Hearts Through History Romance Writers

Making Historical Fiction Accessible to the Modern Reader

by | February 18, 2014 | 6 comments

By Ashley York

Sarah Woodbury, author of the Gareth and Gwen Medieval Mysteries, recently commented in an article at Historical Fiction Daily that the challenge for authors of historical fiction was to make the past “accessible to modern readers without losing the spark that makes the story historical.” I agree completely but began to wonder what created “the spark.” Where did it come from? Many authors believe it is the historically accurate words we use that create the “spark.”

How can we get these words then? Some authors have etymology dictionaries right on their tool bar. I know I do. These are the links where you can put your word in and it will tell you when it was first used…or do they? What this source actually tells you is when the word was first found in a written document. What type of written document? In many time periods, it is not personal letters or even news papers but official documents. That is all that has survived. So does this actually tell you how people spoke? Comparing our speech to official documents today, I’d say no – I know I don’t talk that way. So they’re already handicapped for word usage.

Another problem with trying to use period terminology is that the meaning of many words have changed over the years. How do you know if the word you’re choosing means the same thing now as it did in the past? There are many words which have evolved to mean something else. You tell someone they look terrific. Compliment, right? Not a couple hundred years ago. Terrific and terror are related. Not a good thing. Perhaps the words should just be used to convey to the reader what you’re trying to say.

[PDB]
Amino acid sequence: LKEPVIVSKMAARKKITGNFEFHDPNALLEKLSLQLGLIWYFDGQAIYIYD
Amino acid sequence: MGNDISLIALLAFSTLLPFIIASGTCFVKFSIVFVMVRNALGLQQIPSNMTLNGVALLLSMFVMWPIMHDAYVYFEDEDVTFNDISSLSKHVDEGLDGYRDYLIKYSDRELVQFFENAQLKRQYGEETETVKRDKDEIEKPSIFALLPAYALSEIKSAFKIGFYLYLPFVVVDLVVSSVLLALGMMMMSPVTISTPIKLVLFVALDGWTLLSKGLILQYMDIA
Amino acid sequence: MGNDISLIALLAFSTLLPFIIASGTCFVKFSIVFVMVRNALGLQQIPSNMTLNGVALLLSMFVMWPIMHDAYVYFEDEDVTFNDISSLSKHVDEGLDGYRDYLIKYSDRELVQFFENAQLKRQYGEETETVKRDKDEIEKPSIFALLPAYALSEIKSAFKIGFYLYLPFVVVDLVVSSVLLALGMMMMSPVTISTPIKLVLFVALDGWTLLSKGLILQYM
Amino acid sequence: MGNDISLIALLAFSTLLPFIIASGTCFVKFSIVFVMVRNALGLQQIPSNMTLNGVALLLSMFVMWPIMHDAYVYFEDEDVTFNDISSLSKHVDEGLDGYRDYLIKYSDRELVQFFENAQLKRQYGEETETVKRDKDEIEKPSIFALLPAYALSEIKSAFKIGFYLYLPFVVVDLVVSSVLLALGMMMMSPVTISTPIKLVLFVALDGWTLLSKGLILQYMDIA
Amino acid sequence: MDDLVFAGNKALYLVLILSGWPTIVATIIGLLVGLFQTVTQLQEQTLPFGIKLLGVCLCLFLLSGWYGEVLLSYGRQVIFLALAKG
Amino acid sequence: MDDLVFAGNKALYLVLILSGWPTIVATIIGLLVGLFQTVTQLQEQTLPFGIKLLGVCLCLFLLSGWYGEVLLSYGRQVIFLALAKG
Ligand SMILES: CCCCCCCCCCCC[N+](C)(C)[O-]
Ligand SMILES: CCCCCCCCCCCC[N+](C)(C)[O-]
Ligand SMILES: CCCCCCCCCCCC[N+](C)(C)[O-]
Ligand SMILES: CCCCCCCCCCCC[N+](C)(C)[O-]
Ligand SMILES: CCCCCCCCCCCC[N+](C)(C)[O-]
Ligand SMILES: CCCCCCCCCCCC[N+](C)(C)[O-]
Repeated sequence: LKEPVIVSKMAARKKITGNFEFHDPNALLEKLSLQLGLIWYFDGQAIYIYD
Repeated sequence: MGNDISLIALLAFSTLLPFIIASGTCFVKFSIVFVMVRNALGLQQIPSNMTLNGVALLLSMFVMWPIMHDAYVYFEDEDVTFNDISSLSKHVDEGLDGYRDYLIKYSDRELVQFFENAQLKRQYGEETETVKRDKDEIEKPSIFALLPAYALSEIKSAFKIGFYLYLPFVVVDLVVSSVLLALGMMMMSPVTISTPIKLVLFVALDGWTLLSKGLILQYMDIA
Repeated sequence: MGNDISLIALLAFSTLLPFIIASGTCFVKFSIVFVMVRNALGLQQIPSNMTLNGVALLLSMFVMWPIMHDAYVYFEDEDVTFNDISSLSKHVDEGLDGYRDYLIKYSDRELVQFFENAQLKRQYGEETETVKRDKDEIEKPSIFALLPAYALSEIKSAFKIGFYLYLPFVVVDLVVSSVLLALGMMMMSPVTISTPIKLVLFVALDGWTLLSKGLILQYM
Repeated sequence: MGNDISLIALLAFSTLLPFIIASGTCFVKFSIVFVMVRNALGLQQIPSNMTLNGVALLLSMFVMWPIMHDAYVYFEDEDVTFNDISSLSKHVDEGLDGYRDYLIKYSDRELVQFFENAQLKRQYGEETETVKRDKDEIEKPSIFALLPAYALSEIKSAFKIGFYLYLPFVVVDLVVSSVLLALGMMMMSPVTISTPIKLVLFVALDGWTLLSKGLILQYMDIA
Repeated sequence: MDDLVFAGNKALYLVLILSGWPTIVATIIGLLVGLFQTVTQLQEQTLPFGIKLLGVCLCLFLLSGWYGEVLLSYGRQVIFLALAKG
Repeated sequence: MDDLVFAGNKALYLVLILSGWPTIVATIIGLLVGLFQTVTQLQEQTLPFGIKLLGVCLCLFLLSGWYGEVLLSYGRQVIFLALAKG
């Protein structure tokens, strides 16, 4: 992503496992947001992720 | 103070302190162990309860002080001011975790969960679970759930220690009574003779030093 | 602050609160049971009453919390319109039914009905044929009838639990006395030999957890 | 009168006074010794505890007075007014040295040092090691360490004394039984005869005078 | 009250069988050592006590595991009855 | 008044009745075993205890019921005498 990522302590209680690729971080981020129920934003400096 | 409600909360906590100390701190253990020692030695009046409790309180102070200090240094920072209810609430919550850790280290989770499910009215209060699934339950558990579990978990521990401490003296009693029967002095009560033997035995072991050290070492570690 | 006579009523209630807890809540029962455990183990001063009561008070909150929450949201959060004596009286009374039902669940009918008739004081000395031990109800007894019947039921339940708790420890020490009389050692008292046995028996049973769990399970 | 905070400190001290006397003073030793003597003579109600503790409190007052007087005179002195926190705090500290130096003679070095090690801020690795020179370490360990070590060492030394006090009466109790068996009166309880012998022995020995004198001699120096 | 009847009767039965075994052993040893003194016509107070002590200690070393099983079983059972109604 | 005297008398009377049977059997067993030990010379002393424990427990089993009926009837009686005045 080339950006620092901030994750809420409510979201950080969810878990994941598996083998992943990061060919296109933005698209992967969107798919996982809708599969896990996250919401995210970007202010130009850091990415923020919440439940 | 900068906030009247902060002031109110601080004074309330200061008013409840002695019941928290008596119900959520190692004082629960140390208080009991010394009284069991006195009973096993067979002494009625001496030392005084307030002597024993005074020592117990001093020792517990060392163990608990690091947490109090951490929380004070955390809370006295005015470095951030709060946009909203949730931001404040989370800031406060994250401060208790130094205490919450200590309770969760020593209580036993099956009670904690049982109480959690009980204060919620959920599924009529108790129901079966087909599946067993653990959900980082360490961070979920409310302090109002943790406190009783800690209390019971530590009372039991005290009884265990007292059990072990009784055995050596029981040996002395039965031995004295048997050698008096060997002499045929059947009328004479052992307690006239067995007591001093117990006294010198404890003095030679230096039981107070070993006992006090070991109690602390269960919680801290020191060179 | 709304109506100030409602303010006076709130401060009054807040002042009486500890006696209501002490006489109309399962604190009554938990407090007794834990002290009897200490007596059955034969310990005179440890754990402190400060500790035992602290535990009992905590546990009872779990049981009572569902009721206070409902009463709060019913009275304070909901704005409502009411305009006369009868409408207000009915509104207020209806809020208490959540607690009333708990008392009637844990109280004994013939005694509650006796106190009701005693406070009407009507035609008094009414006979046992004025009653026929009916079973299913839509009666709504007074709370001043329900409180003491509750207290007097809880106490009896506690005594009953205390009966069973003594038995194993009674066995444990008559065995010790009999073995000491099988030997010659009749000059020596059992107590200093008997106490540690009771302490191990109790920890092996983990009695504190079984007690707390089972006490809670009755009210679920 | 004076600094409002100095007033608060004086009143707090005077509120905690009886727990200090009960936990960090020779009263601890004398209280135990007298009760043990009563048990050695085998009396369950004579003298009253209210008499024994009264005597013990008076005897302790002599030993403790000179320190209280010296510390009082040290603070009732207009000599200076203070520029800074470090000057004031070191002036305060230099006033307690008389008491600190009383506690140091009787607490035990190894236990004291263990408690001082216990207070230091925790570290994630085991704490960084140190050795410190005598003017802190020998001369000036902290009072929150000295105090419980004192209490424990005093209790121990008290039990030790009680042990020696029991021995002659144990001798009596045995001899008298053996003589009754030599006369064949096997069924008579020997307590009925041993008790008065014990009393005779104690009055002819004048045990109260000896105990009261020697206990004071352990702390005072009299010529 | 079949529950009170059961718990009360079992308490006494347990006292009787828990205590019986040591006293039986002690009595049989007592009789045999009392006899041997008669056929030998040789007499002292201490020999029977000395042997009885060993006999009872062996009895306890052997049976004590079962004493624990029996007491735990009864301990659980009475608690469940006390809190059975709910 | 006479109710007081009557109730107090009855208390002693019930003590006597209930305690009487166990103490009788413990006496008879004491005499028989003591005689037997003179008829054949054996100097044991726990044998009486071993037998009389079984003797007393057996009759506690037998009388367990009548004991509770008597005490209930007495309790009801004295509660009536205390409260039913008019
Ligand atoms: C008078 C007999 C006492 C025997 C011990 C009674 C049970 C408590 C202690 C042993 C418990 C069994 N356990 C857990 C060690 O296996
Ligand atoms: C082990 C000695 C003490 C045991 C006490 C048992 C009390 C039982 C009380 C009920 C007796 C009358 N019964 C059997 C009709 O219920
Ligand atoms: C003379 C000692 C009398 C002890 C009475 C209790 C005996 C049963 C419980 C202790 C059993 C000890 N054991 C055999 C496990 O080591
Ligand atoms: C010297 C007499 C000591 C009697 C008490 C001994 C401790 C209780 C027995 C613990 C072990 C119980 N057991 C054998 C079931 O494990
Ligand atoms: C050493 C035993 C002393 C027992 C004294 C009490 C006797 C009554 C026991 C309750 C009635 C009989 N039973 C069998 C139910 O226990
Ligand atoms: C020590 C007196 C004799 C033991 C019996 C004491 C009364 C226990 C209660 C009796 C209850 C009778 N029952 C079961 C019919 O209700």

So what is it that creates the spark? I would say hands down “the spark” is the connection that the past has to the present. In a word-struggle. Their desire to survive. I recently completed my debut novel, The Bruised Thistle, about a twelfth century Crusader who went voluntarily to battle the evil that was taking over the Holy land. He comes back broken, both physically and mentally. Is that such a stretch for our imagination to understand? No. We see it today with our soldiers who volunteered to fight terrorists in Iraq and Afghanistan. They return injured and scarred for life. The connection between the soldier today and the soldier of the past is their desire to fight to make the world better. It’s an innate quality that all humans have, sociopaths notwithstanding. Doesn’t that give us a much more tangible connection , a spark even, to understand history?

Ashley York
Author of Medieval Romance and Intrigue

New Release The Bruised Thistle available now


  1. Deirdre O'Mahony

    Very interesting piece. As a reader, I must agree, the storyline is what attracts me. If the language is inaccessible, it can be quite off-putting.

    • Ashley York

      I’m a reader, too, and I agree. I don’t mind learning new words but my goal in picking up a book is to escape into a world that’s different but accessible.

  2. Lynn Lovegreen

    Good post, Ashley. And which dictionary are you using? 🙂

    • Ashley York

      I have different ones that I use. Probably the one I click on the most is the free Merriam Webster Dictionary

  3. ana morgan

    i use the book English through the Ages. As you say (correctly), when a word enters a language is identifiable through official usage, but historical authors have to bridge the gap between historical accuracy and the modern reader.

    • Ashley York

      I use that one, too. I love it. I haven’t located it since we moved into our new house, though. I’m ready to buy a new one but as soon as I do, I’ll locate it. Thanks for your comment.



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